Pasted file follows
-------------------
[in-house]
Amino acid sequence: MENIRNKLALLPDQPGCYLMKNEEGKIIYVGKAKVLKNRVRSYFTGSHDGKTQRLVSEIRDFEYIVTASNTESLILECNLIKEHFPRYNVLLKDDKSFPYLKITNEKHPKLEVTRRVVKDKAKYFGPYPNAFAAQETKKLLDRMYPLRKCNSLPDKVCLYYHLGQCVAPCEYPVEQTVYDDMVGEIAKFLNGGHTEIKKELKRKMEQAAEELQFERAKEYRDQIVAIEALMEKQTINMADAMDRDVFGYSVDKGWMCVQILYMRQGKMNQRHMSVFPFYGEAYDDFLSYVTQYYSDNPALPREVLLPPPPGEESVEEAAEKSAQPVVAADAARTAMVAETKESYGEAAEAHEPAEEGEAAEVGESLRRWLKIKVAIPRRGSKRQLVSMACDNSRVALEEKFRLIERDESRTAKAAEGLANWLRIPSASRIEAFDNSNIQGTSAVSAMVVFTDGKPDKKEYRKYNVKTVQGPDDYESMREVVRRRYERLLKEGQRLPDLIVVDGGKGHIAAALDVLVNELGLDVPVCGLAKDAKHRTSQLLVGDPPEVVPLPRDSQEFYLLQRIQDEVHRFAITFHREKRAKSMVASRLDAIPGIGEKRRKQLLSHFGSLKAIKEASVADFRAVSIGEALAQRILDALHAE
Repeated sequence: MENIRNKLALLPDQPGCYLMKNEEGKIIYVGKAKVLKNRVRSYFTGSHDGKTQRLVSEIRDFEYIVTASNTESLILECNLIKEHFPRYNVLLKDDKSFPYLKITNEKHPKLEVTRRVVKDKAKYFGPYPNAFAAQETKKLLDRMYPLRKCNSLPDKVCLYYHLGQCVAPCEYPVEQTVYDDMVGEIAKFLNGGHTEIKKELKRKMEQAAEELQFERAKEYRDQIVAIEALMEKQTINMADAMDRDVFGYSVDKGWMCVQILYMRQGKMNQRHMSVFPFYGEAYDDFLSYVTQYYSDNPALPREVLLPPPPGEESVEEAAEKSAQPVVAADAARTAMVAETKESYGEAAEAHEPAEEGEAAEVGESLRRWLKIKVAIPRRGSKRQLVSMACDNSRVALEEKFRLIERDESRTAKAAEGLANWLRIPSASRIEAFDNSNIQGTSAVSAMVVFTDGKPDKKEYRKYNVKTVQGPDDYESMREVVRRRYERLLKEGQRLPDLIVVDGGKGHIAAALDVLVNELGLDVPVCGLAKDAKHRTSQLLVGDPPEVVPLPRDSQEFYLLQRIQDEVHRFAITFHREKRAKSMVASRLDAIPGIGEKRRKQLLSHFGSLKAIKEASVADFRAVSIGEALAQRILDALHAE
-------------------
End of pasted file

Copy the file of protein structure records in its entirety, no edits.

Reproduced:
[in-house]
Amino acid sequence: MENIRNKLALLPDQPGCYLMKNEEGKIIYVGKAKVLKNRVRSYFTGSHDGKTQRLVSEIRDFEYIVTASNTESLILECNLIKEHFPRYNVLLKDDKSFPYLKITNEKHPKLEVTRRVVKDKAKYFGPYPNAFAAQETKKLLDRMYPLRKCNSLPDKVCLYYHLGQCVAPCEYPVEQTVYDDMVGEIAKFLNGGHTEIKKELKRKMEQAAEELQFERAKEYRDQIVAIEALMEKQTINMADAMDRDVFGYSVDKGWMCVQILYMRQGKMNQRHMSVFPFYGEAYDDFLSYVTQYYSDNPALPREVLLPPPPGEESVEEAAEKSAQPVVAADAARTAMVAETKESYGEAAEAHEPAEEGEAAEVGESLRRWLKIKVAIPRRGSKRQLVSMACDNSRVALEEKFRLIERDESRTAKAAEGLANWLRIPSASRIEAFDNSNIQGTSAVSAMVVFTDGKPDKKEYRKYNVKTVQGPDDYESMREVVRRRYERLLKEGQRLPDLIVVDGGKGHIAAALDVLVNELGLDVPVCGLAKDAKHRTSQLLVGDPPEVVPLPRDSQEFYLLQRIQDEVHRFAITFHREKRAKSMVASRLDAIPGIGEKRRKQLLSHFGSLKAIKEASVADFRAVSIGEALAQRILDALHAE
Repeated sequence: MENIRNKLALLPDQPGCYLMKNEEGKIIYVGKAKVLKNRVRSYFTGSHDGKTQRLVSEIRDFEYIVTASNTESLILECNLIKEHFPRYNVLLKDDKSFPYLKITNEKHPKLEVTRRVVKDKAKYFGPYPNAFAAQETKKLLDRMYPLRKCNSLPDKVCLYYHLGQCVAPCEYPVEQTVYDDMVGEIAKFLNGGHTEIKKELKRKMEQAAEELQFERAKEYRDQIVAIEALMEKQTINMADAMDRDVFGYSVDKGWMCVQILYMRQGKMNQRHMSVFPFYGEAYDDFLSYVTQYYSDNPALPREVLLPPPPGEESVEEAAEKSAQPVVAADAARTAMVAETKESYGEAAEAHEPAEEGEAAEVGESLRRWLKIKVAIPRRGSKRQLVSMACDNSRVALEEKFRLIERDESRTAKAAEGLANWLRIPSASRIEAFDNSNIQGTSAVSAMVVFTDGKPDKKEYRKYNVKTVQGPDDYESMREVVRRRYERLLKEGQRLPDLIVVDGGKGHIAAALDVLVNELGLDVPVCGLAKDAKHRTSQLLVGDPPEVVPLPRDSQEFYLLQRIQDEVHRFAITFHREKRAKSMVASRLDAIPGIGEKRRKQLLSHFGSLKAIKEASVADFRAVSIGEALAQRILDALHAE